Creating Virtual Debian Packages - Debian Delving
Now that we have a local apt repository we can start to fill it with our own custom goodness. One of the first things I’m going to need is virtual packages. At work we’ll be using them to pull reusable components together in to a number of full applications (and using the apt mechanisms to force upgrades when a component changes) and to group Nagios plugins (we’ll be packaging some of those in a later blog post) in to sensible sections; we’re going to have a lot of Nagios plugins.
Unfortunately I can’t talk about those in detail on a public website that not enough people read, so we’ll need a more contrived example. Although I understand the reasons behind it (and appreciate them on servers) the fact that Debian doesn’t have a perl package that INCLUDES THE CORE PERLDOC bites me every now and again so we’ll make our own perl package that pulls in a handful of the existing packages.
Tangent - I think the three packages should be perl-base, perl-modules and perl-doc which anal people like me can pick for their systems. The perl package should be a virtual one that includes (and forces the install of) all three of those so you get a more intuitive setup for people that don’t need huge amounts of customisation. This could also be done with Ruby to hide some of the bat shit splitting of it’s libraries under Debian. But that’s all personal opinion; and now I’ve got virtual packages and an apt repo I can do what I want. Bwhahahaha.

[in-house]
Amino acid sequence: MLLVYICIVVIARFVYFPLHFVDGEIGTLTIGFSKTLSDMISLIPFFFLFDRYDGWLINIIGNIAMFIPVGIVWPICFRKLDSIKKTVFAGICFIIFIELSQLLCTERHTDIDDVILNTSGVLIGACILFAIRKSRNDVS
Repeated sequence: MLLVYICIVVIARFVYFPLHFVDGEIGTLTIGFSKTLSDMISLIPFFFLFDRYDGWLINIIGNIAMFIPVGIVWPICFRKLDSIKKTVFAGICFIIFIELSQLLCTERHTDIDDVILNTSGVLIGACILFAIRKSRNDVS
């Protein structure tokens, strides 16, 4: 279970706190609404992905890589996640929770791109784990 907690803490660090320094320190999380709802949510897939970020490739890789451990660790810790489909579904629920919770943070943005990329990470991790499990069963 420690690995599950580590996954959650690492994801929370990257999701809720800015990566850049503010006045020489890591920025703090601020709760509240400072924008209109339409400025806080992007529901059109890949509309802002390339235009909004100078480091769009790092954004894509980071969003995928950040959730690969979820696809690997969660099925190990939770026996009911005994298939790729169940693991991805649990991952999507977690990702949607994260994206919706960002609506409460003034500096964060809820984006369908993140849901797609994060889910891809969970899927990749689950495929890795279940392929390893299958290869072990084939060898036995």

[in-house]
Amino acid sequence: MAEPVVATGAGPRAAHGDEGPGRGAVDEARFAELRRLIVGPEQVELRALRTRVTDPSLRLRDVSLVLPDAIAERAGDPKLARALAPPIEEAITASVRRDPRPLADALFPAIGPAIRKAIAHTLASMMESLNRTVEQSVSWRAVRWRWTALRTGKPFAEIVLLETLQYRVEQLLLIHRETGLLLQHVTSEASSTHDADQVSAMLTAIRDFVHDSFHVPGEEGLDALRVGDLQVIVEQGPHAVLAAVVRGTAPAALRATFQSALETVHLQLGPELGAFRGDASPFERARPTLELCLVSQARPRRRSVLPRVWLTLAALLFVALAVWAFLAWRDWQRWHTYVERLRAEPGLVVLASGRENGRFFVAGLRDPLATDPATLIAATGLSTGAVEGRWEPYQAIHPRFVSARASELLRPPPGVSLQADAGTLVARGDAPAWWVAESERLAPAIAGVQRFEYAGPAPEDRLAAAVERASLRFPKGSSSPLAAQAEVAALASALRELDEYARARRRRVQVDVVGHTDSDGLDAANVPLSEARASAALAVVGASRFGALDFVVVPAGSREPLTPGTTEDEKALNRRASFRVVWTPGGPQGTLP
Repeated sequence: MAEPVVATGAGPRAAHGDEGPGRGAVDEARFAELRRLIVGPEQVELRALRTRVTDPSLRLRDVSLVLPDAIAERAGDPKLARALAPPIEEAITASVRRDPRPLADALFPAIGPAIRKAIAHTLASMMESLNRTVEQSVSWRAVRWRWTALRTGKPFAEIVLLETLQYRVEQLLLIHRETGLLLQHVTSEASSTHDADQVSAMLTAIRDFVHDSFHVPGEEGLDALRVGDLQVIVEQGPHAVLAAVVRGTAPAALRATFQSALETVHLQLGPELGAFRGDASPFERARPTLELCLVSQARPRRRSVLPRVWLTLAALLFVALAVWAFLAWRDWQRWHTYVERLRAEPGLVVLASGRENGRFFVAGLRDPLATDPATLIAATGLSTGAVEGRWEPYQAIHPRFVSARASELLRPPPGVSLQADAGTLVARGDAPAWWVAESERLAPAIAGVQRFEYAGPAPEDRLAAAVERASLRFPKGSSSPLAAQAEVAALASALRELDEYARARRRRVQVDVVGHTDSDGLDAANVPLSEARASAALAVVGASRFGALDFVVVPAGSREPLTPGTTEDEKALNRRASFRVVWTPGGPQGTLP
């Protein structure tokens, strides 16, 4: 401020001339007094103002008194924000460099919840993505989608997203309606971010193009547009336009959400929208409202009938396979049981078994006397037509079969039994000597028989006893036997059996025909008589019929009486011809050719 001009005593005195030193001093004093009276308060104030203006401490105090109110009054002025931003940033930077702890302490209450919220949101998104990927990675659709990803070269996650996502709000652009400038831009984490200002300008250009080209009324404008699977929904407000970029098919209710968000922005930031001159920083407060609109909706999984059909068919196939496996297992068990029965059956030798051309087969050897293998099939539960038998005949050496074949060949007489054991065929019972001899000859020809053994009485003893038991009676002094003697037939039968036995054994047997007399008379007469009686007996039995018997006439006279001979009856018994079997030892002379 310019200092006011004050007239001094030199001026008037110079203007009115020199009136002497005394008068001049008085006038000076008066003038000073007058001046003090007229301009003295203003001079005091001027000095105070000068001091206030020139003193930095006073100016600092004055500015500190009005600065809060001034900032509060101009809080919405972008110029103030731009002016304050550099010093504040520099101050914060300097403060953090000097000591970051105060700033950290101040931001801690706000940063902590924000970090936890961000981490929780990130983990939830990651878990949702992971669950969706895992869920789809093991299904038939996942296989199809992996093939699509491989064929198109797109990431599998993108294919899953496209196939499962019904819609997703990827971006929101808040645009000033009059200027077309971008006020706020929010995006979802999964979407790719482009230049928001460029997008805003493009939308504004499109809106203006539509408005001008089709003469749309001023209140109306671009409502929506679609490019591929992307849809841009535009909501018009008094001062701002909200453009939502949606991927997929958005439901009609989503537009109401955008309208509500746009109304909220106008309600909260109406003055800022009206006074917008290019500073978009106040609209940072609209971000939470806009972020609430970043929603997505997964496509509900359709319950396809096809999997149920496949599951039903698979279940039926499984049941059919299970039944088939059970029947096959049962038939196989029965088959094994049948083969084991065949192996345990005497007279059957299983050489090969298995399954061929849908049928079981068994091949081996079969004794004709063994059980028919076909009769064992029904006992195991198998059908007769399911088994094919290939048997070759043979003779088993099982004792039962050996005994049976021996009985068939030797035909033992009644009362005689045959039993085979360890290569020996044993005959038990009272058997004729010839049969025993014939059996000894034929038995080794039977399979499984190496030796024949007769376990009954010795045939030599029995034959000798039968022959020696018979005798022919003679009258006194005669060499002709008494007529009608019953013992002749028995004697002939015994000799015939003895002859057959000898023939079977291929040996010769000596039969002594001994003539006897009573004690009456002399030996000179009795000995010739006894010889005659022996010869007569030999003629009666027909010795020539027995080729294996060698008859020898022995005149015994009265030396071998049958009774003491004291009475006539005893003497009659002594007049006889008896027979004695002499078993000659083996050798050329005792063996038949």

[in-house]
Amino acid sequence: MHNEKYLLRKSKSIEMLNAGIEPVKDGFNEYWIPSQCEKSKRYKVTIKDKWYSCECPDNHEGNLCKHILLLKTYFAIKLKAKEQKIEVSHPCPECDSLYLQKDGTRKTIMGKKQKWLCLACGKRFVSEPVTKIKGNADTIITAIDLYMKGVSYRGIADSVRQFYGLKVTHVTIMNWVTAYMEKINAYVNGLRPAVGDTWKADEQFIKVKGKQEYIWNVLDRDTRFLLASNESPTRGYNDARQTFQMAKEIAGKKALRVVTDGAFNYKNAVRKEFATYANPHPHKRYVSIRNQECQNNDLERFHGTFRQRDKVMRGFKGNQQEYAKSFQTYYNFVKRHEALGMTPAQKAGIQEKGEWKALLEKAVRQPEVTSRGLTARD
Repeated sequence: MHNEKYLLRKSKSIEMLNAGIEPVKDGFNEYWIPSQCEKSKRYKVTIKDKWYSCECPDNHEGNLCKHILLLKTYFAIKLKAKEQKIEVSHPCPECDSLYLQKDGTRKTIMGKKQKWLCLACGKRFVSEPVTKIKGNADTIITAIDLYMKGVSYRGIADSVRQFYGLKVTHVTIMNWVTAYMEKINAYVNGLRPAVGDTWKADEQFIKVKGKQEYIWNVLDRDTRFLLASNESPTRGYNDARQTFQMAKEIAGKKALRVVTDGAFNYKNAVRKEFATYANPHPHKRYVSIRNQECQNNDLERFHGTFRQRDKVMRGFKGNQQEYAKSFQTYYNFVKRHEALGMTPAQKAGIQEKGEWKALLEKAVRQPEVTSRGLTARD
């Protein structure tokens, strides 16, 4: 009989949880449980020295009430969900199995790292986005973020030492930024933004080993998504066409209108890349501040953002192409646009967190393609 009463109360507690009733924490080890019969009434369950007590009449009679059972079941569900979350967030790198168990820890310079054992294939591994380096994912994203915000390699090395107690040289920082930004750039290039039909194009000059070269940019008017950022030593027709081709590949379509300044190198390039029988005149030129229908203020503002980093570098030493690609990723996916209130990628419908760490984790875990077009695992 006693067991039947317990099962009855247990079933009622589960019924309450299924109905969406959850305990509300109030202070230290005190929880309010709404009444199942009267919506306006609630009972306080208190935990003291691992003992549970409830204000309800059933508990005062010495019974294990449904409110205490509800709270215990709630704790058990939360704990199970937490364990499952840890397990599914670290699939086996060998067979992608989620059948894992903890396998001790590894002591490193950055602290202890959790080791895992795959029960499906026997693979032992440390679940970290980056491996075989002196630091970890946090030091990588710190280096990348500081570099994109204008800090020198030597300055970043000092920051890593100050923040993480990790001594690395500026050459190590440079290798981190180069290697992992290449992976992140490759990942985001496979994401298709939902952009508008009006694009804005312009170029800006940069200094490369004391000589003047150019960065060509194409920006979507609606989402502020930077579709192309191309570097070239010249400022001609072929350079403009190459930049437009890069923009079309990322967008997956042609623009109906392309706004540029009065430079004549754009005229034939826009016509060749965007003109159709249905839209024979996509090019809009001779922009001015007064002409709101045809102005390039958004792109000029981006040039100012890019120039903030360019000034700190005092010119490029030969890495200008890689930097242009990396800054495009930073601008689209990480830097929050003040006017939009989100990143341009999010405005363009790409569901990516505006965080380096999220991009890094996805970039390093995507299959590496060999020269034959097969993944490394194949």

While I was trying to work out how to do this I found the equivs package and it’s got one of the best descriptions I’ve ever read:
$ apt-cache show equivs | less ... snip ... Description: Circumvent Debian package dependencies This package provides a tool to create Debian packages that only contain dependency information. . One use for this is to create a meta-package: a package whose sole purpose is to declare dependencies and conflicts on other packages so that these will be automatically installed, upgraded, or removed. ... snip ...
In additional to being a very clear statement of intent this is obviously the command for us. So how do we use it?
# on the build machine, which also hosts our sample repo. $ apt-get install equivs $ equivs-control perl-full # edit the file to suit - example linked to from the next paragraph vi perl-full # build the meta package equivs-build perl-full # copy it in to our repo - which lives under cp perl-full_1.0_all.deb $repo_base/dists/pool/main/ # rebuild the index pushd $repo_base && apt-ftparchive generate $repo_base/apt-ftparchive.conf
Here’s an inline version of the perl-full example control file that I used.
Section: misc Priority: optional Standards-Version: 3.6.2 Package: perl-full Version: 1.0 Maintainer: Dean Wilson <email@example.com> Depends: perl,perl-doc,libdbi-perl Architecture: all Description: Perl install that includes perl-doc and libdbi-perl packages. I'm fed up of installing perl and not getting perl-doc. This virtual package fixes that for my local systems and any other that can reach my apt repo . I don't recommend anyone else using this as it was written as an experiment and to voice how much having to install perl-doc bugs me. Oh, and this isn't a good example of a description. Look at real Debian packages for much better ones.
On the client you can do an
apt-get update ; apt-get install -s
perl-full and you should get a list of the packages that will be
installed, which on a system that’s not already got a perl install should
now include perl-doc.
While this example is a bit forced (and very opinionated) the technique and technology behind it are useful tools that are worth knowing.